It is great and awesome that this event triggered your effort to recode things for better redundancy and yet that doesn’t speak to our effort and the gradual energy build up like a snow ball rolling down the side of a mountain that will one day, with the type of complacency you mention, lead us to a great catastrophic event.

I think the greater point is that under Amazon's model, we all have a choice. While many choose simple, cost-savings, and "efficiency" - we have that choice.

So, in a way, by offering those two choices, Amazon is increasing the diversity of choice. Not to be too much of an "Amazon Fan Boy", but it allows all sorts of smaller parties to choose if they want ease/simplicit/cost vs. reliability/ubiquity.

Amazon even, to a point, allows us to pick and choose when and how we want to be scalable and/or reliable. Take the NFL, for instance. There is ONE day per year where they can have absolutely zero downtime without it being catastrophic. The rest of the year, while still a ridiculously popular site, wouldn't be considered mission critical.

David's over-arching point is that Amazon *has* thought about these things. If they never anticipated downtime, there would only be a west coast datacenter. The problem with the events yesterday is that the rest of us don't think about those things. :)

I do not think you are wrong overall. But I would not be so quick to blame the developers, in some cases the client dictates lower costs. In that case it falls to the client, if the developer recommended the replication.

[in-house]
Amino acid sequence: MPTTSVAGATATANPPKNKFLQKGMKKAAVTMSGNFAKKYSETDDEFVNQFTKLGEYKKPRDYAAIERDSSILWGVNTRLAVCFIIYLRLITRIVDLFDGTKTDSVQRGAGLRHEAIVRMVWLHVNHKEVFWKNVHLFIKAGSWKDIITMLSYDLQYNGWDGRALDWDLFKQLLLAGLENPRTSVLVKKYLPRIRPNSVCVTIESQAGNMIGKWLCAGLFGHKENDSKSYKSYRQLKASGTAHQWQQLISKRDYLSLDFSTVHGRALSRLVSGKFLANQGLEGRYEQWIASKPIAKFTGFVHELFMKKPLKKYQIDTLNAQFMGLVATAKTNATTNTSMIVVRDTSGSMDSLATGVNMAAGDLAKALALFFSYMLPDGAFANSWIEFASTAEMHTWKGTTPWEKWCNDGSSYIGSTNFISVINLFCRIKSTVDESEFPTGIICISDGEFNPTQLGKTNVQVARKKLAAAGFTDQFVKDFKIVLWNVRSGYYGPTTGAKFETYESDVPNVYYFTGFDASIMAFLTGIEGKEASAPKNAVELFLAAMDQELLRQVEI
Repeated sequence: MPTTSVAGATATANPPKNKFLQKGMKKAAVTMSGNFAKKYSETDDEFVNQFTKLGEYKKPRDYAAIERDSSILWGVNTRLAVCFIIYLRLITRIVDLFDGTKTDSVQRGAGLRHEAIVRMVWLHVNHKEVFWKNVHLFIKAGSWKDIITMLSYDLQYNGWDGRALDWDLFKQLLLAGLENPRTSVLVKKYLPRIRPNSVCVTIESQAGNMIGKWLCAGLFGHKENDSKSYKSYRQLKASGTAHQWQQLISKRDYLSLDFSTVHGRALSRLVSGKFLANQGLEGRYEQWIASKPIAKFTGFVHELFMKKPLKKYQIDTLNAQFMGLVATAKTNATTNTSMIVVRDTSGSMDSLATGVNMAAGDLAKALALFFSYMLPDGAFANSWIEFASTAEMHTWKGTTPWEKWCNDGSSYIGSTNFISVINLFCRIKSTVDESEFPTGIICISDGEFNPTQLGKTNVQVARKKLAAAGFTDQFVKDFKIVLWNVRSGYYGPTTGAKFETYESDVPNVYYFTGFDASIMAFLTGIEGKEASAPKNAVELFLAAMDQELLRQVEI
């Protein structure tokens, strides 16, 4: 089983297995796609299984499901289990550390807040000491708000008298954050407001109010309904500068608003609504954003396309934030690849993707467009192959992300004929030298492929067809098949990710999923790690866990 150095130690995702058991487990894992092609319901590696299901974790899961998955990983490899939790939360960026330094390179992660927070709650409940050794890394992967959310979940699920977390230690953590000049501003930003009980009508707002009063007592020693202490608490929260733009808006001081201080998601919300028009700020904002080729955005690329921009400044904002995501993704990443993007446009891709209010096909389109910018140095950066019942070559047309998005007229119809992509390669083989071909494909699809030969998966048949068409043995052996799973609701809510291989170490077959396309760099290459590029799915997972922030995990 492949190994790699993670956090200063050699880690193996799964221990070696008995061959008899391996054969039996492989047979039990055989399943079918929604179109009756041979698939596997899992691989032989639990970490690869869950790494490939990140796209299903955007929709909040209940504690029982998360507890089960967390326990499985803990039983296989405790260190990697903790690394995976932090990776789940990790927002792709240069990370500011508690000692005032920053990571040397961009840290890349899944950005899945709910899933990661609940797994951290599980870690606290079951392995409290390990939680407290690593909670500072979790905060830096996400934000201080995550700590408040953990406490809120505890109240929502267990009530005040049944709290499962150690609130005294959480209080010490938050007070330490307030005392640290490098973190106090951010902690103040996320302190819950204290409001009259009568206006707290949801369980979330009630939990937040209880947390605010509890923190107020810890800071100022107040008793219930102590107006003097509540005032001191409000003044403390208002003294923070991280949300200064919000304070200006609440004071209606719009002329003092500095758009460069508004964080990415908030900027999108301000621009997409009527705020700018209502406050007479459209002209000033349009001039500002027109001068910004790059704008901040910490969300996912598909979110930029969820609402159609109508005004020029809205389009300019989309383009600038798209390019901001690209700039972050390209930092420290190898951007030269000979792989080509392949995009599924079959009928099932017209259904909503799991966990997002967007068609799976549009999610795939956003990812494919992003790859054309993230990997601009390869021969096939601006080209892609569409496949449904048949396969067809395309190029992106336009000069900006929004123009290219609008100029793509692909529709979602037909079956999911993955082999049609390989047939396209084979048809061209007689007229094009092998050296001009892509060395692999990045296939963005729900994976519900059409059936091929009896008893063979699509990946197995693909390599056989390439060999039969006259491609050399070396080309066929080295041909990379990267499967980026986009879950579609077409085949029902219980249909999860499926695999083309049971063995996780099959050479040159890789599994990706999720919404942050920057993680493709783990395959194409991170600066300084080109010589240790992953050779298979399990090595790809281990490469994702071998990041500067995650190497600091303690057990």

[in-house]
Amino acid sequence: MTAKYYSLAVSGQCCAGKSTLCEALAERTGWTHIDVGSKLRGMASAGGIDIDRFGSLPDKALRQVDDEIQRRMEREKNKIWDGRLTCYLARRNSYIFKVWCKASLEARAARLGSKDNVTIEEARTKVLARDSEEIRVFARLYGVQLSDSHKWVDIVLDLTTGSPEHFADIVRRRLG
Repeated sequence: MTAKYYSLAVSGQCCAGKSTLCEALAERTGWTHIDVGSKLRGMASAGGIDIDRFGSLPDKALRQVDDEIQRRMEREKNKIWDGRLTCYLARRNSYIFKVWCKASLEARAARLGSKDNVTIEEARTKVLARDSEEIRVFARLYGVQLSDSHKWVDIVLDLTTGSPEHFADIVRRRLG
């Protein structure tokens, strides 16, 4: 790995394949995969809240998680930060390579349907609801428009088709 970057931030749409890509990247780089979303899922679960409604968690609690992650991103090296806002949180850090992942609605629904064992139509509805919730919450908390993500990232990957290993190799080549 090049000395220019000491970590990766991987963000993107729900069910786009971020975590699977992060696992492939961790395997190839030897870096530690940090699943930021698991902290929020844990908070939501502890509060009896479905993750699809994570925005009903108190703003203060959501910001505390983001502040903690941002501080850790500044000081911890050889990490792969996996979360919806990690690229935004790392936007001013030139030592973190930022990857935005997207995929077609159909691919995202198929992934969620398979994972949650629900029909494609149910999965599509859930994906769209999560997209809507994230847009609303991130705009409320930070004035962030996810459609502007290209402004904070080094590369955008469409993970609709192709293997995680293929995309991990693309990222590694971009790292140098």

Yes, certainly when a client is envolved, this can become more complicated. Hopefully, the developer explained to them the trade-offs with that decision, and maybe they'll revisit it now.

However, plenty of the affected sites weren't built for a client, but are an app built by the company itself, for example, Pantheon (not to pick on them too much -- I think they handled the outage great, considering). I hope that the developers responsible for Pantheon, and similar in-house apps (Quora, etc), are going to the AWS console right now to click the buttons to enable S3 replication to another Amazon data center. :-)

I think this is a good attitude to have for owners of distributed systems:

"go evaluate how your apps would react if your primary data center went down, either partially or completely"

I've spent a lot of my time lately working on orchestration of multiple different services (GitHub, CircleCI, Pantheon) and is is always worth analyzing how failure in one system reaches the whole.

David Snopek puts his finger on a key point when saying 'hopefully, the developer explained to the tme trade-offs.' This begs the question.

The cost to benefit graph of making infrastructure more robust is, impressionistically, exponential. It is not good enough for a developer to say the client, 'here is a cost-benefit graph of hosting spend vs robustness, and here is the point on graph which I recommend for your use case.' The developer must also do a cost-benefit analysis which explains to the client why that particular level of spend on robust infrastructure is the right fit for that particular client, evaluated from a commercial point of view. And what developer actually does that, and tries to back the recommendation with real data?